Things I've learned (some of these I may have already noted in past entries):

1. Church is really so much more than having the "right doctrine." And no church has it that "right." Coram Deo believed in right things, but there were some imbalances that I definitely detected. I know already that some folks who know us and who know Coram Deo will be like, "Hey, but will you really be able to take the lack of right doctrine in other area churches?" Two or three years ago I would have said, "No way." Today, I say that having "right doctrine" might just mean that you worship doctrine. In such a case, I would prefer being in a theologically less sophisticated church that freely proclaims the Gospel and lifts up Jesus to people. So, am I accusing Coram Deo of that? No -I'm not saying anything about that. I'm just saying I think I was naive to assume that having the "right doctrine" makes a church have the right heart. Don't get me wrong... if a church denies something like justification by grace through faith, I don't care how good their "heart" seems -they aren't even Christian, as far as I am concerned. So, within certain limits, it seems that there ought to be a balance between the two... or better, not a balance but both. It just unfortunately seems that often times balancing the two is necessary.

I'll add more to this later... I need to work.

Tuesday, October 23, 2007

Should I Stay or Should I Go?

Do you remember that song by the Clash? It wasn't one of their best songs, but not bad.

Anyway, this is the question we have been faced with concerning the little church plant we have been involved with, heavily, for two years. I previously wrote a post sort of exposing some of our reasons and struggles, but I don't want to be unfair about anything or broadcast things too much before a decision is made. So, I deleted it.

Let me paint the picture for you so that you can sort of understand our dilemma. It will contain some of our history, as a family, and some history about Coram Deo church.

About us... my wife and I have been married for almost 9 years. When we first married, I moved her back to Massachusetts with me (she is from Oregon), and we lived in my parents' basement while I finished up my Masters degree (boy... what was I thinking?). Anyway, I was a brand new Christian -we're talking months old- so I had pretty much no clue about anything. I was 23 years old, was still living with my parents, was finishing up school, and had just become a step-father and husband. I knew we needed a church, but it proved difficult to find one. My wife was going through a spiritual downward spiral, partly because of the shock of the move and partly because I was a crappy husband, an immature jerk, and didn't know what I was doing at all. She was having a hard time handling it, especially the loneliness. Looking for churches often made her just feel more lonely. Out where we lived, there weren't a zillion in town to choose from, and most of the ones in the area were a little weird and charismatic.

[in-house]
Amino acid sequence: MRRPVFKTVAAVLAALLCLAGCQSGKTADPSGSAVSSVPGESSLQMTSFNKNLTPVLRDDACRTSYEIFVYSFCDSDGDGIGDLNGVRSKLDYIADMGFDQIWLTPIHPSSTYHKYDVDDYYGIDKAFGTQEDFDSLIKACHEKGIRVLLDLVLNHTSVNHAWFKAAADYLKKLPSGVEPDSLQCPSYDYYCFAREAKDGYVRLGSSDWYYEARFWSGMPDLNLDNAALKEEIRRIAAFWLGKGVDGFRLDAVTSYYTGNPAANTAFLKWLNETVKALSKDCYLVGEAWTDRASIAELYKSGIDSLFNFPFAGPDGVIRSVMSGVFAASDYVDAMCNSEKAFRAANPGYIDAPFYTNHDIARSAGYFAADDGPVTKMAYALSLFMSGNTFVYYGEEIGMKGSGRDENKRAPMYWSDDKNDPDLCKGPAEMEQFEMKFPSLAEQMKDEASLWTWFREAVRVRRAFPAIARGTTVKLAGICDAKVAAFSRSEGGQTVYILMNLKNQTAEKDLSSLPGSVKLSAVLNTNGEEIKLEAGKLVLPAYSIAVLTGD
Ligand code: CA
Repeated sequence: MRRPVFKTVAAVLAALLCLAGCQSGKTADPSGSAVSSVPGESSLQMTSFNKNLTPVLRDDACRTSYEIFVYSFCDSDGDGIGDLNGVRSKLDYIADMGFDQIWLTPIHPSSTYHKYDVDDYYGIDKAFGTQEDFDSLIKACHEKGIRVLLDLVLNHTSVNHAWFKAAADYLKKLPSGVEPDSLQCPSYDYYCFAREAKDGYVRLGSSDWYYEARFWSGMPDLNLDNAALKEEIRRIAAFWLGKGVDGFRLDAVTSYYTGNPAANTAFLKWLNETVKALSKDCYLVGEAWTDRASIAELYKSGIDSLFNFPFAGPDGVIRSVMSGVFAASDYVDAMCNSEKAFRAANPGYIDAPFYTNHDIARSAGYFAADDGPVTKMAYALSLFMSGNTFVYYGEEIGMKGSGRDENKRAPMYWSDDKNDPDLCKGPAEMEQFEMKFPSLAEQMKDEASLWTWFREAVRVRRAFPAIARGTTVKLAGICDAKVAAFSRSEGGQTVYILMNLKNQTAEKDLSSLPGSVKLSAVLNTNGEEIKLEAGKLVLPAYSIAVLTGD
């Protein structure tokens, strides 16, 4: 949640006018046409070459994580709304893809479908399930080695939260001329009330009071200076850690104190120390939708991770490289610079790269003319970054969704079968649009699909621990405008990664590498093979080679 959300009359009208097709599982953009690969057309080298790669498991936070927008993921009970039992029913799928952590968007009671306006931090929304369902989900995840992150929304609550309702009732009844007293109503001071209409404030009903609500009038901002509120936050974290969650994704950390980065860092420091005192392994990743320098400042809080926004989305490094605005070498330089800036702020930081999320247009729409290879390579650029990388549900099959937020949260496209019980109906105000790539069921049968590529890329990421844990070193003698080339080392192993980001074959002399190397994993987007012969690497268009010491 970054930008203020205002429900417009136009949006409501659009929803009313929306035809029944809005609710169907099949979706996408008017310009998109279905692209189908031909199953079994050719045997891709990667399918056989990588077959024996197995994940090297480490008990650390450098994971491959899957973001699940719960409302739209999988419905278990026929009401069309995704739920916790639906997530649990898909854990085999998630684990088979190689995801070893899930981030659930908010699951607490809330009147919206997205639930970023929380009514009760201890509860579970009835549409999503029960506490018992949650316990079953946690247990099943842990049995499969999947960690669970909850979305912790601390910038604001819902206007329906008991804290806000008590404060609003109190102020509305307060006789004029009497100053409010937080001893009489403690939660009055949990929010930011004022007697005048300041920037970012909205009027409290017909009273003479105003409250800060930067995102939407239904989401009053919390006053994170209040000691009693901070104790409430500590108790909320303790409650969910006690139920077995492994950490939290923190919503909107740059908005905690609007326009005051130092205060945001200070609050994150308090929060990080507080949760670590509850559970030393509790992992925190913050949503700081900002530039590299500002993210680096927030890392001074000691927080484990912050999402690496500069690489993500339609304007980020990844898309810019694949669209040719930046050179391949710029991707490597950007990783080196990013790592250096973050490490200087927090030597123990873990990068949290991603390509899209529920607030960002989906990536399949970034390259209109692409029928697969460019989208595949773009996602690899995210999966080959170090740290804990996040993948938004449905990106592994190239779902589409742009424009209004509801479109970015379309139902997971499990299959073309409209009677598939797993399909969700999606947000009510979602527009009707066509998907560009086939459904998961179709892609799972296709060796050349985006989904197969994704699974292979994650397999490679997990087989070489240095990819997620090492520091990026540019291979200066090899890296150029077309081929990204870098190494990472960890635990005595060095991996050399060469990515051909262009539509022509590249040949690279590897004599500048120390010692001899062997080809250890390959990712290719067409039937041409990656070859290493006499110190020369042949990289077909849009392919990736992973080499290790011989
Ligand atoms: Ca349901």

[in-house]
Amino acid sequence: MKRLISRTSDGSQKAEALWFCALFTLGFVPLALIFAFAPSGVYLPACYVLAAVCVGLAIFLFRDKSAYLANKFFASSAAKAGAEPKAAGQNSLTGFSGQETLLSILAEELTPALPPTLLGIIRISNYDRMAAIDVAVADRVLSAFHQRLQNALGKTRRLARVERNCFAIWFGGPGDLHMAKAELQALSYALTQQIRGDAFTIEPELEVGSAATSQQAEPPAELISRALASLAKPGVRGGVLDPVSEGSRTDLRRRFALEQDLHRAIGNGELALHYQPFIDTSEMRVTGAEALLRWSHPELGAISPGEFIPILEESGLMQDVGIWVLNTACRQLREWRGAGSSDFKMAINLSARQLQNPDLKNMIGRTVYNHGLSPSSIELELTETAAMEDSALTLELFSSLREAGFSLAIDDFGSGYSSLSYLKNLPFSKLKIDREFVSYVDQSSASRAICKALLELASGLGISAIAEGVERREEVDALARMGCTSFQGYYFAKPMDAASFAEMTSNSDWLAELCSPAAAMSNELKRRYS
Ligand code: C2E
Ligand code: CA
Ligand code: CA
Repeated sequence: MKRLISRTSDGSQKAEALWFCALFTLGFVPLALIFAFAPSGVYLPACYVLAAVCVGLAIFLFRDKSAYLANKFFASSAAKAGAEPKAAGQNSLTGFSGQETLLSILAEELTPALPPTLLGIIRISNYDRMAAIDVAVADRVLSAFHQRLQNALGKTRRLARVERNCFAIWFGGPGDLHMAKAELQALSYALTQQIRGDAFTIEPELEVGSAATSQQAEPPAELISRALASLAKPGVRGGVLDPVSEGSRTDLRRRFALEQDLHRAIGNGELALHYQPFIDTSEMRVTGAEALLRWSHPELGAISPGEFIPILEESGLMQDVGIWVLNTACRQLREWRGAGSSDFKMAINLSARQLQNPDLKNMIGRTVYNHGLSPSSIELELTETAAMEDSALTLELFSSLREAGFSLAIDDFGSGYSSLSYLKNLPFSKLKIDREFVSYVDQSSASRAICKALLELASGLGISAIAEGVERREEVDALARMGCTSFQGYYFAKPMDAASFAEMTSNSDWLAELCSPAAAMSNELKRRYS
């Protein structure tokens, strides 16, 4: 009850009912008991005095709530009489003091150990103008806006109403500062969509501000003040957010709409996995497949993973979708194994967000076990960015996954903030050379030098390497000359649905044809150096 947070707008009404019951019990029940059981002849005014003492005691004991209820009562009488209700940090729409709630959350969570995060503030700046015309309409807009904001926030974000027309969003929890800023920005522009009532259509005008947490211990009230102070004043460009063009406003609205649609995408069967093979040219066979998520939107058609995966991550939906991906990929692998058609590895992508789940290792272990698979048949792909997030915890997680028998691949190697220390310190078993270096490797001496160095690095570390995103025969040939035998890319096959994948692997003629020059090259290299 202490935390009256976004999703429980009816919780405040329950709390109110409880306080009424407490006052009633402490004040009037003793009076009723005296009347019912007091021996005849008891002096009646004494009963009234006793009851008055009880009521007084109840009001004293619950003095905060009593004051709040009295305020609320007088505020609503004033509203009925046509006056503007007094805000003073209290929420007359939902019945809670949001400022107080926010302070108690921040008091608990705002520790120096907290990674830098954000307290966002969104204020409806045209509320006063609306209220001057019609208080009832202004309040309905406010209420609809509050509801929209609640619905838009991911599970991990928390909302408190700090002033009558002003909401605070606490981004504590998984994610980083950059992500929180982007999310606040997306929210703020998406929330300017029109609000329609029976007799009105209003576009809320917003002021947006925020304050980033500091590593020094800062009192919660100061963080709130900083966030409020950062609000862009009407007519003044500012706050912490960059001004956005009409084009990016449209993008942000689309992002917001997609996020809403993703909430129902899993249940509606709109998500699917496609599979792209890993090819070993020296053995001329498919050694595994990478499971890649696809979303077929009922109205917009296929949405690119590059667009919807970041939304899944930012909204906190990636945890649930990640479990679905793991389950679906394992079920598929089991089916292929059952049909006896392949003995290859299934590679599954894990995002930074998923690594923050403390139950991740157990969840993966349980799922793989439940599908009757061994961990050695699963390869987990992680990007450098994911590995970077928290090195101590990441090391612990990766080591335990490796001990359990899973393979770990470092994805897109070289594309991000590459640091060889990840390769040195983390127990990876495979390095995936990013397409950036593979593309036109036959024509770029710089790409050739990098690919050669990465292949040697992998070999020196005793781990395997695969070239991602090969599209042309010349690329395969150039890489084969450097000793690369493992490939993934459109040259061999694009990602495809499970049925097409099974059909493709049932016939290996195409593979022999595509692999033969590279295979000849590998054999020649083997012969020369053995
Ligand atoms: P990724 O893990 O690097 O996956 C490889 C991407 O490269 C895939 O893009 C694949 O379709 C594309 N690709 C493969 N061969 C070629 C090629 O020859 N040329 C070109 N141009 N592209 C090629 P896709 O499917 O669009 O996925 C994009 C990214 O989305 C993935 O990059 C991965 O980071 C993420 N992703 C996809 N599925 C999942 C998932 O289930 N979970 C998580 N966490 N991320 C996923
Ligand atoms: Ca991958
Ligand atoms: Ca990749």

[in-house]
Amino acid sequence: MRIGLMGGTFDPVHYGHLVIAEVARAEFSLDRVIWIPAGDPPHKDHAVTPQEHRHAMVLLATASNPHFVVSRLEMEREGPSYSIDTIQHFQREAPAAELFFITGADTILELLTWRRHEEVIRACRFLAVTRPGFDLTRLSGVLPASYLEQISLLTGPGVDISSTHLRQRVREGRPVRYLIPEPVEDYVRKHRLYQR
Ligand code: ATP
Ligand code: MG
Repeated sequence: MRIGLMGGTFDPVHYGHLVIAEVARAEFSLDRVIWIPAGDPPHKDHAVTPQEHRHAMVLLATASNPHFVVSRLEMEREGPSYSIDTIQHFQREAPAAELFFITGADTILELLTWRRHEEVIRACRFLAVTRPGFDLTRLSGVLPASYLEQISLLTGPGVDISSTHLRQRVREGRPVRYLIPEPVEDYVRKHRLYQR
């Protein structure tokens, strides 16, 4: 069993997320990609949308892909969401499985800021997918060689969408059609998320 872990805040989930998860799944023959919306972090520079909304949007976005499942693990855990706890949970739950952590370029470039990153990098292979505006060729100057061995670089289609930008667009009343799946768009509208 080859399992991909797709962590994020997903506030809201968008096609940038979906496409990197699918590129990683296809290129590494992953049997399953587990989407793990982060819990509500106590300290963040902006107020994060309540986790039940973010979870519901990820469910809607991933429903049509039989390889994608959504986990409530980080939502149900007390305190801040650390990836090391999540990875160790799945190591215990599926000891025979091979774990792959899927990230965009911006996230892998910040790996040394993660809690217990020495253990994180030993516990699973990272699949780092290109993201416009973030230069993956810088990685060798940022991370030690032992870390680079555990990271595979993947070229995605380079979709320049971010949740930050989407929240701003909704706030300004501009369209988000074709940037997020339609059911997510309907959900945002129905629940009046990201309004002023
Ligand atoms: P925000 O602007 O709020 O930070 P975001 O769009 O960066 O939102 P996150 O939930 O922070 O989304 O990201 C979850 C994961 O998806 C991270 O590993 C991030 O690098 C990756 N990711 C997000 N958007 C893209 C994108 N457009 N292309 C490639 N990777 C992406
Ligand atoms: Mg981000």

Three years later, we moved back to Oregon, to the town where my wife is from. By this time I was "Reformed" or "Calvinistic" in my understanding of salvation. Coupling that with my overall immaturity, I became pretty hostile and intolerate to churches in the area, since pretty much all of them were "flaming Arminian," as I would have said. We had a hard time finding and settling on churches. My wife was still in a spiritual funk, probably because I was a wacko zealot and also because I was still a crappy husband (particularly in one area), even though I didn't know it. I wanted a church that taught Reformed doctrine. I even checked out a local Presbyterian church. I was just thrilled to be in a place that was sort of "like-minded," even though it felt very, umm... "conservative?" My wife couldn't handle it -a different world, and to be honest, I had the blinders on and was foolishly only looking for that one thing.

One day we were at Applebees and overheard some folks talking about Christ and grace, etc. I went up and introduced myself to them. To make a long story short, we ended up Bible-studying with them off and on for a few years, still mostly not going to church and church-hopping when we would go at all. We all seemed to want a "Reformed" church that was not dry and dull and dusty. Enter the church in a nearby city which we came to hear of, talk to, and which endeavored to plant a church, called "Coram Deo" in our town, with us, as a result.

My wife really went along for the ride with me, and we were both excited about the prospect. We worked hard, along with the other folks, making sure Sunday worship happened every week. Over time, though, things became a little monotonous, I admit, but we were still hopeful. My wife became pregnant and added a third child to our family. One thing that we began to notice, over time, was that the church was really not growing. That is ok -we don't have to be about numbers- but we felt as though we were not being able to fellowship and grow with other people. My wife, to be honest, also felt a bit starved by most of the teaching. I basically felt the same way, but I pressed on, with the same blinders on, do-or-die, to make this thing work. I worked and sought to encourage and influence whenever possible.